Trait Variability review now available online early

Some papers bloom quickly from concept to publication, while others resemble periodic cicadas, spending years growing in the shadows before finally emerging into the light of day many years later. An example of the former is the technical review that our collaborator Jen Forbey is leading. This paper is the outcome of our workshop at the International Grouse Symposium in Iceland last summer, and our revisions are nearing completion.

As an example of the latter, take the review on within-individual trait variability that is now available online early in Advances in the Study of Behavior. Gail first conceived of this paper as a postdoctoral scholar at Cornell, and the paper became a framework for some of our early grant proposals with the sage-grouse. At that point we turned our attention to empirical work with the grouse, and developing a more specific framework for interactions on the lek that became it’s own review. Now, with the help of Gail’s former graduate student (and before that, grouse intern), Conor Taff, we’ve finally finished!

International Grouse Symposium: Workshop

Photo: Lucas Spaete

This will be the first of three updates focusing on my recent trip to Iceland for the 13th International Grouse Symposium. I definitely want to thank my collaborator Jen Forbey (Boise State) for this wonderful opportunity. She provided the inspiration (and a whole lot of administration) to put together a workshop on the day before the conference. The theme was how new technology can help us meet management challenges for grouse. In essence, we were able to show off a lot of tools that many biologists have not gotten to see in action.

Jen Forbey (Left) and Marcella Fremgen (Right) discuss technology with workshop participants

We arrived in Reykjavik a couple of days before the workshop so we could prepare. We had five groups presenting at the workshop, including aerial mapping using a helicopter drone, terrestrial laser scanning, an “e-nose” chemical sensing device, and a field spectrophotometer for measuring plant characteristcs. Gail and I had a dual station- she shipped the robot and I brought the Encounternet system. Some of the stations went through dry runs at the venue, a small zoo/park in downtown Reykjavik, while the rest of us polished our presentations.

Just like real field work, our careful planning lasted until it didn’t. On the day of the workshop we had periods of intense rain and wind. After our initial introductory comments, Gail and I, as well as Donna the drone expert, remained in the tent area. Groups of workshop attendees rotated through the various stations. I think we were a popular one in part because we were inside and next to the coffee!

Donna Delparte takes advantage of a break in the rain to provide a demonstration of the aerial mapping using a copter drone.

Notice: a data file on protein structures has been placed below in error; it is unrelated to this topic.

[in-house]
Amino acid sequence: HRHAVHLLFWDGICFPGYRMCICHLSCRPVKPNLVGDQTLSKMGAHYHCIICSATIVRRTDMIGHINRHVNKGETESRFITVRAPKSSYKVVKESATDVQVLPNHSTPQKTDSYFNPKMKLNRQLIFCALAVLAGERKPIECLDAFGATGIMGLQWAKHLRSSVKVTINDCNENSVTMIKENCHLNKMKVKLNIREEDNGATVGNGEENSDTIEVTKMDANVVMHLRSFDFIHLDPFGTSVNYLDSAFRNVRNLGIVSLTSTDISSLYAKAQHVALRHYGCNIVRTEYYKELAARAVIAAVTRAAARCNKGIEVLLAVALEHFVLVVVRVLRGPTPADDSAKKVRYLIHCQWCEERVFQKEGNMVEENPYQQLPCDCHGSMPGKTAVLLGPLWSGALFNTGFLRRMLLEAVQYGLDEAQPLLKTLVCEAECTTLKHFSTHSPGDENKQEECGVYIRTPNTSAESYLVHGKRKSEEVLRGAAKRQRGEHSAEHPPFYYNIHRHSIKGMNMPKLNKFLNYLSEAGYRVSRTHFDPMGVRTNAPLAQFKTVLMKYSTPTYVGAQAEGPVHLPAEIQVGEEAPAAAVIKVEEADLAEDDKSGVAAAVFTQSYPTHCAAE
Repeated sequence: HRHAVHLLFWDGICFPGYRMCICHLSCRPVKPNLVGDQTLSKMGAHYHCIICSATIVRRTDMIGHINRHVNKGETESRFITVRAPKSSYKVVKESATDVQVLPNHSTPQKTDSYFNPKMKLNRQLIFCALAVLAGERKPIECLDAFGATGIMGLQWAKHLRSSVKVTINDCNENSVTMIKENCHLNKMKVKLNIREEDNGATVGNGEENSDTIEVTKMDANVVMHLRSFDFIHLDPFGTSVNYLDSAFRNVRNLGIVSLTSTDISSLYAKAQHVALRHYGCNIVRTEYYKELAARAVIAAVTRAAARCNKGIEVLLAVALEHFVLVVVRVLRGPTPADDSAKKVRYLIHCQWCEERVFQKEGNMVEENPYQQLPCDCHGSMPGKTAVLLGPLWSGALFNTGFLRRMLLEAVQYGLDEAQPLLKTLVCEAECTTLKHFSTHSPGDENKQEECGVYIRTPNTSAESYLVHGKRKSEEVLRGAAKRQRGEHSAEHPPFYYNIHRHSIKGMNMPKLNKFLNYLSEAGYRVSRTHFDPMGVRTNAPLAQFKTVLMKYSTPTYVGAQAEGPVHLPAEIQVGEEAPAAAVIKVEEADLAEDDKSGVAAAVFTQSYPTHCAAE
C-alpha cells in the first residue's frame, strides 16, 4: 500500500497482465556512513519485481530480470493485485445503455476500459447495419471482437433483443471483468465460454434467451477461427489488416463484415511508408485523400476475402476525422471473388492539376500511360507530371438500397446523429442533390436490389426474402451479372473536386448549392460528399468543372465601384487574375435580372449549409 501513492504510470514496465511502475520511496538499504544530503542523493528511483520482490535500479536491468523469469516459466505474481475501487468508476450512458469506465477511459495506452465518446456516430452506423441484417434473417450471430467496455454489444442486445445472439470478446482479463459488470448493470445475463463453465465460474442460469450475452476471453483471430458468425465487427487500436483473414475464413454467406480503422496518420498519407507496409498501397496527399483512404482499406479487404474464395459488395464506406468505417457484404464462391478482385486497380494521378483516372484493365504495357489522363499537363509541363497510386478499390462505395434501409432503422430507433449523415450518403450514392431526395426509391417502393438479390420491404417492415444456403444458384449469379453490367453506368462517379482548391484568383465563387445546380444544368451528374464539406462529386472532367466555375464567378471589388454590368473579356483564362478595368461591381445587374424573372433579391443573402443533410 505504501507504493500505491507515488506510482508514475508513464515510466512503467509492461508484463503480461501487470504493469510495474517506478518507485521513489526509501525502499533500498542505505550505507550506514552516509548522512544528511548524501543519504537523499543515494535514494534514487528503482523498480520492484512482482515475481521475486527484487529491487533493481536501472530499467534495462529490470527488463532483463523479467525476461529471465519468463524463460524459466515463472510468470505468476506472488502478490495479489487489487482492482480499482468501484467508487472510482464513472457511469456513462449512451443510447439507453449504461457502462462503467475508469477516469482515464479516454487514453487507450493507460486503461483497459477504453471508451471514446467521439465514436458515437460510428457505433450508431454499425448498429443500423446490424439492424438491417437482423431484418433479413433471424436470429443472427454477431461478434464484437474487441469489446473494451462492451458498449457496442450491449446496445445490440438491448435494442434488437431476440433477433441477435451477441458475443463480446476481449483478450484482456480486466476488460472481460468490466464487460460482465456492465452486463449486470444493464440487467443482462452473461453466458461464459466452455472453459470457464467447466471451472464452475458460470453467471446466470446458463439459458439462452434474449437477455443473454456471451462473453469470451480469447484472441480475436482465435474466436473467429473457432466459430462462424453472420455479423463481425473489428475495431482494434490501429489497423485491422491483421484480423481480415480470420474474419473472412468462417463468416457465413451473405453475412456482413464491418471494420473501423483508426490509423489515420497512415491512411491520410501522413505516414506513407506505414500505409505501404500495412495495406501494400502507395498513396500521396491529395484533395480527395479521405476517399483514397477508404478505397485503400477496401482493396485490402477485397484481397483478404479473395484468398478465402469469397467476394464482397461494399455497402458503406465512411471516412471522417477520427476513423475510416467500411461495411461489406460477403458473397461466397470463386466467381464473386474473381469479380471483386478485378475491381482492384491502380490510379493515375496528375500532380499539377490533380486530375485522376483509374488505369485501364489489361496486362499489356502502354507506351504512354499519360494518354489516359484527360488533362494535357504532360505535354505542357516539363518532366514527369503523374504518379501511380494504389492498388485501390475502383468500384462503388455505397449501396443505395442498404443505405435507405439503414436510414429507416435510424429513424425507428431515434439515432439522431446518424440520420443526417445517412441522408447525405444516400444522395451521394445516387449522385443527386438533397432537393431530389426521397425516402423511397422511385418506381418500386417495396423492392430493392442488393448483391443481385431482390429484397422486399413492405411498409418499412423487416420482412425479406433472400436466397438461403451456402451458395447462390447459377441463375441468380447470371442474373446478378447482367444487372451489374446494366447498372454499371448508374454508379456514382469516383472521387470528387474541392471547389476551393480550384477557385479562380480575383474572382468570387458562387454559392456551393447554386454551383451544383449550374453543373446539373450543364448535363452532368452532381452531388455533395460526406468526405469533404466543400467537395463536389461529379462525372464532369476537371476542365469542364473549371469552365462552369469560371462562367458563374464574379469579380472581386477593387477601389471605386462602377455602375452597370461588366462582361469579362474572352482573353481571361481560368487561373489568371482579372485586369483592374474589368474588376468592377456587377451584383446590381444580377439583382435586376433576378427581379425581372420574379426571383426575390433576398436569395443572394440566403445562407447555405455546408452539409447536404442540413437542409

We were certainly popular with this uninvited guest.

All in all it was an interesting workshop for everyone- I certainly learned a lot about some of the great new tools coming on-line now.

2015 Field Recap Part 2: Research

As I mentioned in the last post, things seem to be looking up for the sage-grouse. So what about our research?

Lots of sage-grouse watching again this year

A burrowing owl looks in on the sage-grouse lek

We stuck with the same two focal leks that we used last year, Chugwater and Cottontail. Basic monitoring went well, especially with the increasing number of banded birds making it a little easier to get ID’s on the lek, especially in windy weather. We came back with a great set of video and audio data. What is particularly nice is that we can now look at lekking behavior in an increasing population. We now have a lot of recordings from “bad” years in which the population was declining, so seeing how hard males work and what females do in a “good” year, a year with lots of young males on the lek and possibly better overwinter survival, could make a nice contrast when we start to examine the long-term trends in display and mate choice.

The first of our main goals was to continue with our robot experiments. This year, our goal was to try the “outside option” experiment again. We first tried this in 2013, but our additional robots “Salt” and “Pepa” were not constructed until fairly late in the season that year. We started a few trials, but the males were already winding down their display effort and were not responsive enough to warrant trying a new series. Turn to 2015, and we now have our robots ready! Credit to Anna Perry, who devised the first protocol, Ryane, who took the reins this year as experiment planner and main robot director, and of course Gail who put the robots together and has been working with robot birds for a long time.

So what was the experiment? Briefly, there’s a principal from the economic literature that while negotiations and haggling often occur in one-on-one situations, the broader market includes lots of different options and competitors for both buyers and sellers, and the presence of these “outside options” can make a big difference in the decisions that are made in the market. In particular, if a seller is engaging with one buyer who is not terribly eager to buy, the seller might benefit from switching to a new buyer, but only if the new buyer seems more profitable or eager than the original trading partner.